Shortening Version
Pizza Flour (100%):                                 417.5 g  |  14.73 oz | 0.92 lbs
Water (56%):                                           233.8 g  |  8.25 oz | 0.52 lbs
Salt (2%):                                                 8.35 g | 0.29 oz | 0.02 lbs | 1.5 tsp | 0.5 tbsp
ADY (0.25%):                                           1.04 g | 0.04 oz | 0 lbs | 0.28 tsp | 0.09 tbsp
Shortening* (2.5%):                                10.44 g | 0.37 oz | 0.02 lbs | 2.63 tsp
Non-diastatic barley malt syrup (2.22%): 9.27 g | 0.33 oz | 0.02 lbs | 1.34 tsp
Total (162.97%):                                      680.4 g | 24 oz | 1.5 lbs
*Crisco

Oil (Soybean) Version
Pizza Flour (100%):                                  417.5 g  |  14.73 oz | 0.92 lbs
Water (56%):                                           233.8 g  |  8.25 oz | 0.52 lbs
Salt (2%):                                                 8.35 g | 0.29 oz | 0.02 lbs | 1.5 tsp | 0.5 tbsp
ADY (0.25%):                                            1.04 g | 0.04 oz | 0 lbs | 0.28 tsp | 0.09 tbsp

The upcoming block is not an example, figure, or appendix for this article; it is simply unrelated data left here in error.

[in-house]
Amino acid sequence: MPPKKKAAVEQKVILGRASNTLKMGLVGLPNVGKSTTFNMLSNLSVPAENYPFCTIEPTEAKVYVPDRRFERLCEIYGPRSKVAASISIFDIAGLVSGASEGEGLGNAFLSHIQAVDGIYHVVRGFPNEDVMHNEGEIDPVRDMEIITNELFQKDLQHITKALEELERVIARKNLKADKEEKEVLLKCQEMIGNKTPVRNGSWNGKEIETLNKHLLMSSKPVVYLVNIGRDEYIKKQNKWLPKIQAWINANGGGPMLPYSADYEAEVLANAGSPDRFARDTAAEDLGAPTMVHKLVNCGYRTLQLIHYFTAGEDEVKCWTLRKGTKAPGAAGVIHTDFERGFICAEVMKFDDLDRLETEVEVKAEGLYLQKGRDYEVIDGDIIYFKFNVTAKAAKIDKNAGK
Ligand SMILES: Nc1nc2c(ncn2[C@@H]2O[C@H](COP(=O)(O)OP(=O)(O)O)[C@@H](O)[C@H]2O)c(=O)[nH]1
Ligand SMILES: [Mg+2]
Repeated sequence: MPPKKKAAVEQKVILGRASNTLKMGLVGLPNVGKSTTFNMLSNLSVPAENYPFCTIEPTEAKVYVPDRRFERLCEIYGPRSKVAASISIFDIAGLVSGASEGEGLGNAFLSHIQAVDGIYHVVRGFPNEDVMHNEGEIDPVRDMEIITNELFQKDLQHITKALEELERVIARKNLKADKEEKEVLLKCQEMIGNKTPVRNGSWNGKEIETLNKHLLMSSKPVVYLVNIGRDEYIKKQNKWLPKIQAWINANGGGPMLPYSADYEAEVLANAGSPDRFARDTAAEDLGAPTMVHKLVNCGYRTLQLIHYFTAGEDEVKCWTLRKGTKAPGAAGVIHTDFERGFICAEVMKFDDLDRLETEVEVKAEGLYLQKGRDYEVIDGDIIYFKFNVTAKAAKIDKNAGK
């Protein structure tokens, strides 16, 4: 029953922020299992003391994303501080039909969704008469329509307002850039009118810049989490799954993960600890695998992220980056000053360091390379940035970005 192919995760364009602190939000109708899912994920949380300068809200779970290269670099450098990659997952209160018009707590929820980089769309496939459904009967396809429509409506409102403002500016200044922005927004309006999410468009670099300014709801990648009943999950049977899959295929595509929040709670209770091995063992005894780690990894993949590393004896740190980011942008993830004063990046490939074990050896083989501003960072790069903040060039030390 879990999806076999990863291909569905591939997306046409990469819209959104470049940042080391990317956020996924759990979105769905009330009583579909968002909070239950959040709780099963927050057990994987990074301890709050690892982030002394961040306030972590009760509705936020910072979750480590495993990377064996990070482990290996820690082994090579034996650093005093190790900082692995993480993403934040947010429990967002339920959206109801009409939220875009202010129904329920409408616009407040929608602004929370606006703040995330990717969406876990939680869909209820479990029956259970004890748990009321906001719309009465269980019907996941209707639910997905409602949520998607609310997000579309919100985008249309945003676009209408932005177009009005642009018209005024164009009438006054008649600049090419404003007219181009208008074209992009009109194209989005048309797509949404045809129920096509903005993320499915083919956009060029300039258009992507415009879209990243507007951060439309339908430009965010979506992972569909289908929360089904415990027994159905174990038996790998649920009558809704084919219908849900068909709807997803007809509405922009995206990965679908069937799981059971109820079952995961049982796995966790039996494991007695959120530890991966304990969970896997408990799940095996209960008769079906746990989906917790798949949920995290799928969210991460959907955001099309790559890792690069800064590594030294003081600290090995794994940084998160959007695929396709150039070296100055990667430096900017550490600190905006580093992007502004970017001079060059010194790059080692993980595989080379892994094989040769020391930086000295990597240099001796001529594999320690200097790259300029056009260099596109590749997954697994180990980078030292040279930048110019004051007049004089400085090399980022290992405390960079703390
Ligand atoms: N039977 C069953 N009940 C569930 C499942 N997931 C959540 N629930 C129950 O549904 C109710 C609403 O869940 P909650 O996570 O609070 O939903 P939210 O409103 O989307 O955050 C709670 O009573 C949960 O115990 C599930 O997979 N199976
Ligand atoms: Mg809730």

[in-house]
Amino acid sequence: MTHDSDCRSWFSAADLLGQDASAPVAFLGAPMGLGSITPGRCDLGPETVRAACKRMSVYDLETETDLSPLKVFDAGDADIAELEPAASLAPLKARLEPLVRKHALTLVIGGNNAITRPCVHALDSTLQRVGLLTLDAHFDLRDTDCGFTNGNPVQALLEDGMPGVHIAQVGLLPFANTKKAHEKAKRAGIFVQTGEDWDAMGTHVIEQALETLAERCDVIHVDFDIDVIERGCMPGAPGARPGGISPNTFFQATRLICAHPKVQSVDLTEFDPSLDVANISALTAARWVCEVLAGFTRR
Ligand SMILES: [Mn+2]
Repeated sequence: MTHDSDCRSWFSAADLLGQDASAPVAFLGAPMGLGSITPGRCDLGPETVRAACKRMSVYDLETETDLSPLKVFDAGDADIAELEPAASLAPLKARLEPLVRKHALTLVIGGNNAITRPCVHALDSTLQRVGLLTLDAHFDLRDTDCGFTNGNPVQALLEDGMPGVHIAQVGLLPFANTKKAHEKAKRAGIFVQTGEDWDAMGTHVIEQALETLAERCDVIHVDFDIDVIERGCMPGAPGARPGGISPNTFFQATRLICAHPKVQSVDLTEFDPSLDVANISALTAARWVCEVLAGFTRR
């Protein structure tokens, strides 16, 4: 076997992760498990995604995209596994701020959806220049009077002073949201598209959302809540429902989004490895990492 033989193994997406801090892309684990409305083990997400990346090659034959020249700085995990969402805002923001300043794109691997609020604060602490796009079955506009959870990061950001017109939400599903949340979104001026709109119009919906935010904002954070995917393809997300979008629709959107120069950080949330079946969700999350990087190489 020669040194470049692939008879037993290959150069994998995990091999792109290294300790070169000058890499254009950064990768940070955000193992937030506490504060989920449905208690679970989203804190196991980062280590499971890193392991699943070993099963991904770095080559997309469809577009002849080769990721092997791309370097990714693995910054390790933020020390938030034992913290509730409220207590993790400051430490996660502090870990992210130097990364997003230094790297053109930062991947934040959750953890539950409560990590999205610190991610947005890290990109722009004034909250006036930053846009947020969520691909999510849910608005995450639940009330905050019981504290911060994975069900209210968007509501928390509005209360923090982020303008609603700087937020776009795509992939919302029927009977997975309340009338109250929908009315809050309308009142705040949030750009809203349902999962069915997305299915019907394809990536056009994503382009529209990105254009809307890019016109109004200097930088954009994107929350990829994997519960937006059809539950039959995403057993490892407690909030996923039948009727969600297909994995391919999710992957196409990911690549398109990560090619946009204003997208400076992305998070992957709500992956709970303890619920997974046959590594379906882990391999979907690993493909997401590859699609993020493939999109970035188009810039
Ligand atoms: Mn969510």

Oil (2.5%):                                                10.44 g | 0.37 oz | 0.02 lbs | 2.24 tsp | 0.75 tbsp
Non-diastatic barley malt syrup (2.22%): 9.27 g | 0.33 oz | 0.02 lbs | 1.34 tsp
Total (162.97%):                                       680.4 g | 24 oz | 1.5 lbs

Peter

#### chiguy

• Registered User
• Posts: 559
##### Re: Sbarro's mall pizza
« Reply #35 on: December 21, 2006, 06:30:09 PM »
Last time i was at Sbarros about a year ago, they cut all the pies in 1/6 slices, and they were not 18inches. You could take a ride to almost any mall and see for yourself the product has definitely changed.      Chiguy

#### Pete-zza

• Global Moderator
• Posts: 24991
• Location: Texas
• Always learning
##### Re: Sbarro's mall pizza
« Reply #36 on: December 21, 2006, 07:20:22 PM »
chiguy,

After reading your post, I called a local Sbarro's and asked about their pizza sizes. I was told that there is only one size--18". When I asked how many slices that came to, I was told that they will cut the pizza into 6, 8 or 12 slices, as requested. Of course, in any individual case, mileage may vary. It’s also possible that a pizza that is 18” on the peel shrinks a bit during baking.